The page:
The type of antibiotics you need to treat an infection or stop diarrhea will depend on the cause of the problem. In the case of diarrhea caused by bacterial infections, it can only be treated with antibiotics.
If the cause is a particular medication, switching to another one might help. Before changing medications, consult your doctor.
Diarrhea is most likely to be treated by a Brat Diet. When you’re having stomach problems, try a “BRAT” (bananas, rice, applesauce, and toast) diet. You can also use some other stomach-friendly foods:
- Dry cereal
- Saltine crackers
- Broth or soup
foods to avoid
- Artificial sweeteners
- Caffeinated drinks
- Spicy foods
- The fat substitute Olestra (Olean)
- Dairy products contain lactose
- Sweet cherries, prunes, and sugar-free gum
- High-fructose foods include grape juices, honey, dates, nuts, and figs.
Diarrhea and probiotics appear to be linked. They may prevent travelers’ diarrhea, and Diarrheal illness may be reduced by one day in children.
Consult your doctor for advice, as there are multiple strains and dosage forms. Typical dosage forms of probiotics are capsules, tablets, and powders. Lactobacillus rhamnosus and Saccharomyces boulardii are the most commonly studied probiotics for antibiotic-associated diarrhea.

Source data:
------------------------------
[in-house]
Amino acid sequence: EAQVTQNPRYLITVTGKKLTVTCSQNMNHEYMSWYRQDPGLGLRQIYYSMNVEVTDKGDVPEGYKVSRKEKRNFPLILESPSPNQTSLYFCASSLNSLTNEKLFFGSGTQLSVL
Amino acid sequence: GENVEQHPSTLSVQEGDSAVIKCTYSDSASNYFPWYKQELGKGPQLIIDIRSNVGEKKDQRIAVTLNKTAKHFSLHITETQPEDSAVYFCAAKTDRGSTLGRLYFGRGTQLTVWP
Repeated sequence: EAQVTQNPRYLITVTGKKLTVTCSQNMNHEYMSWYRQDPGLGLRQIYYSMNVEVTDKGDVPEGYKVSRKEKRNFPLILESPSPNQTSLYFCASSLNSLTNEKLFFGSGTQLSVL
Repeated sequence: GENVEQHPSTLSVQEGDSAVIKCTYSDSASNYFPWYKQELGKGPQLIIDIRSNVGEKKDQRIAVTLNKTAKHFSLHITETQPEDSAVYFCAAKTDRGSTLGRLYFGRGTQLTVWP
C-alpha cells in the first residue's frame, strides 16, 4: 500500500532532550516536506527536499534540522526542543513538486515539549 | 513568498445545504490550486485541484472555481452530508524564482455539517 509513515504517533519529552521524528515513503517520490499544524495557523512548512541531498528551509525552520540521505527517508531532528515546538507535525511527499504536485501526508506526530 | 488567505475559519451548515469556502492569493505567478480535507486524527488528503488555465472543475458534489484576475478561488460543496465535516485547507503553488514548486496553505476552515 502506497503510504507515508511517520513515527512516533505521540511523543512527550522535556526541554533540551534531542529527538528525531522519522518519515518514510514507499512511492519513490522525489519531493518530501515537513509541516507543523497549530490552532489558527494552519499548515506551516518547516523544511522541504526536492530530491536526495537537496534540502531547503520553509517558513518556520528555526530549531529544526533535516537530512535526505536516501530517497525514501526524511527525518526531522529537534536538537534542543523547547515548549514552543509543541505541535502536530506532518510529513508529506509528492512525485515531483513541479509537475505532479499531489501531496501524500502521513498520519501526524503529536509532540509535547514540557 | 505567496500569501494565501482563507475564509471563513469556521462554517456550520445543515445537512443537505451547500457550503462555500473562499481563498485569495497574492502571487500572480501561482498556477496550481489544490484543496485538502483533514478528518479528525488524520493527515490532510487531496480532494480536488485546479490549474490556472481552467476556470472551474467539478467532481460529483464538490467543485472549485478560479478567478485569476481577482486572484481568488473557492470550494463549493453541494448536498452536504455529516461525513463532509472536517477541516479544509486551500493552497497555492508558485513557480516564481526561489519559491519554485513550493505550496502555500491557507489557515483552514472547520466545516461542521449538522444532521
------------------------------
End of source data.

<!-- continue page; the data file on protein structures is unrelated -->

Despite extensive research, no evidence suggests that a multistrain preparation of bacteria prevents Clostridium difficile or antibiotic-associated diarrhea. In their view, it is necessary to better understand the causes and effects of antibiotic-associated diarrhea.
Zinc supplementation is crucial for reducing the severity and duration of diarrhea in children.
When to Consult A Doctor for Diarrhea?
Diarrhea is not always dangerous but can signal more serious problems if it becomes severe. Do not hesitate to contact a doctor if you have any of these symptoms:
- Dehydration signs
- If you are an adult, you have diarrhea that has lasted more than two days.
- When diarrhea lasts longer than 24 hours for children
- Adults suffering from severe abdominal or rectum pain
- Fever of more than 102 degrees seeks medical attention.
- Bloody or pus-filled stools
- A black and tarry stool
Parents or caregivers should consult a doctor if their child has diarrhea. Infants and newborns are particularly vulnerable to diarrhea. Your Doctors Online has a team of professional doctors who can assist you 24 hours a day to control the symptoms and severity of diarrhea.
FAQs About Diarrhea Answered by Your Doctors Online Team
The risk of diarrhea is the same for everyone. Diarrhea isn’t uncommon for many people throughout the year. Most people are not concerned about it since it is so common.
In some groups of people, diarrhea can be severe, including:
1. Infants and children
2. Elderly adults
3. Medically ill people
Other health problems can arise if these groups suffer from diarrhea.
Generally, diarrhea resolves without intervention. If your diarrhea doesn’t get better and go away entirely, dehydration, an electrolyte imbalance, kidney failure, and organ damage could happen.